I do not doubt for an instant that those in Ireland suffered and reached the same level of discouragement, but at least in Ireland both sides were ostensibly Christian, and had some sort of common language that does not exist here. I think that the Irish peace process, as long as it took, was highly influenced by the ecumenical dialogue within Christianity in those years. I simply do not see any bridging element in the Middle East now, especially when the Palestinian goal is to make their territory "Judenrein" for both political and religious reasons.

Ted Leddy said...

Alifa

Thank you so much for your articulate comments. My apologies for taking so long to respond.

I believe that land for peace will ultimately have to work because the only other long term option is an indefinite occupation. This is unsustainable and will leave Israel with two options, expel all Palestinians to Jordan or incorporate the 3 million Palestinians into Israel. Both of these options will lead to catastrophe. Therefore Israel must ultimately do a deal.

I agree that Arab hatred of Israel and everything Jewish is the number one obstacle to a peace deal. But it is possible to "break through" this barrier. Jews and Muslims don't hate each other more than Blacks and whites in South Africa or Hutus and Tutsis in Rwanda. I grew up listening to so many otherwise intelligent people who had utterly unreasonable solutions on how best to solve the Northern Irish crisis. They hate us they hate us they hate us was all I heard. Therefore when I hear Arab calls to destroy Israel it does not discourage me to the extent it discourages you. However I of course understand that you as someone who has suffered directly from the conflict is entitled to feel highly disillusioned.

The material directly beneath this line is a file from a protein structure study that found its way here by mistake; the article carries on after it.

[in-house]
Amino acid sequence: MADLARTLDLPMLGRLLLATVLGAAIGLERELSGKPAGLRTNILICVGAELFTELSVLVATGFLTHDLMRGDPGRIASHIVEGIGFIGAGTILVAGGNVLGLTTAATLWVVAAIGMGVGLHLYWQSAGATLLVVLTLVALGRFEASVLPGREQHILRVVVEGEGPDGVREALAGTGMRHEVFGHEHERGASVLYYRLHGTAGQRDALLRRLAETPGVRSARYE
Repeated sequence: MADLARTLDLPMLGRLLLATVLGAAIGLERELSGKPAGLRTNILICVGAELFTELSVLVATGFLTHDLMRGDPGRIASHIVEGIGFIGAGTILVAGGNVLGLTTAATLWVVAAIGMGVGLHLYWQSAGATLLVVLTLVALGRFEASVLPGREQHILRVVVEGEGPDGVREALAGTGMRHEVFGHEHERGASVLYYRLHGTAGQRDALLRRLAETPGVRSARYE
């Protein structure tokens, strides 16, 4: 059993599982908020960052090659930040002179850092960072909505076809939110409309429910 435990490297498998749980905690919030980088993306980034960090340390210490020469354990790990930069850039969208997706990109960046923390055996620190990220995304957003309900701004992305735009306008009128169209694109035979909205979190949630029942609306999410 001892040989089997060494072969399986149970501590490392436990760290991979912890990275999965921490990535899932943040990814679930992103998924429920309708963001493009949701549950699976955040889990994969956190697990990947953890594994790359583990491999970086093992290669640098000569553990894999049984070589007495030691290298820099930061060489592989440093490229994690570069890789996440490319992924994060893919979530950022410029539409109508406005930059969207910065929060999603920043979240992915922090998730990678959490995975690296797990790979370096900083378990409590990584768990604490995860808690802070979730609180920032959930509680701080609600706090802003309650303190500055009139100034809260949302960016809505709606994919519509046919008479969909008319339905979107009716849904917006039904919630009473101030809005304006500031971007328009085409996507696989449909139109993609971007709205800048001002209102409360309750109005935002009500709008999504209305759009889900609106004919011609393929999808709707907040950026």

A quick word about the Irish comparison. I agree that the cultural differences between Jews and Muslims is far wider that that between Catholics and Protestants. However the Middle East has one major advantage. Israelis and Palestinians do not have to learn to live together. They have to learn to live side by side in separate states. This is easier as you don't have to develop power sharing institutions and affirmative action and all these other excruciating peace building exercises that South Africa and Northern Ireland are still dealing with. Excepted final borders and recognition is the goal in the Middle East. This requires a realisation that there is no "winner takes all" solution to the conflict.